Moore’s law has been one of the cornerstones of modern day computing. The law is based on an an observation made by Intel co-founder Gordon Moore in 1965. Moore stated that the number of transistors per square inch on integrated circuits had doubled every year since their invention and he predicted that this trend will continue into the foreseeable future. A new breakthrough made by IBM may just ensure that the law continues to be true into the future.
Moore’s law has been having trouble of late. With every passing year, it has been getting harder and harder to pack double the amount of transistors into the same space. Which is how we got into nanometer level manufacturing. Now IBM along with partners GLOBALFOUNDRIES and Samsung has come up with a process that will allow the packing of as many as 30 Billion transistors, into a space the size of a human fingernail.
This new process involves something called a gate-all-around (GAA) transistors, that deploys horizontal layers of stacked silicon to enable a fourth gate on the transistors that are placed on the chip. This is in contradiction to the usual trend which has sub existed for decades — wherein transistors as we know them, came with three gates.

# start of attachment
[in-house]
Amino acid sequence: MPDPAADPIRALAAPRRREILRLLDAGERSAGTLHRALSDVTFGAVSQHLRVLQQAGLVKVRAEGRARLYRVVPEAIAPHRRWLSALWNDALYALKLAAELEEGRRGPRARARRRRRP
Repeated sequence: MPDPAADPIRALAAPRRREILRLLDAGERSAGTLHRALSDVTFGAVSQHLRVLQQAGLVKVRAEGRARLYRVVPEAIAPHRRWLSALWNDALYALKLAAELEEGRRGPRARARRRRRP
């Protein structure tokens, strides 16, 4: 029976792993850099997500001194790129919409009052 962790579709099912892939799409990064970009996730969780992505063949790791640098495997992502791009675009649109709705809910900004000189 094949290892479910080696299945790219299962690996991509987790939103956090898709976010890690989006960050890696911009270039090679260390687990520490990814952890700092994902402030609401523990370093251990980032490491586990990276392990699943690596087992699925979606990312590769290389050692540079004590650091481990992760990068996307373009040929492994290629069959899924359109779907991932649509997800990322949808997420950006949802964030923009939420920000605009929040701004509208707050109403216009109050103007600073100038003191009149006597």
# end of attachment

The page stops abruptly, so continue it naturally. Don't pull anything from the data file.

This new addition enables a highly significant performance improvement wherein, the new systems created using this technology will be able to deliver a 40 percent improvement over previous systems. To put things in perspective, you could also create systems with the same level of performance as the chips of today however, with merely a quarter of power consumption.
There is still at least a decade or so before the technology becomes mainstream. Once it does though, the tech is likely to lead to devices that will be significantly more powerful than the kind of devices we have today.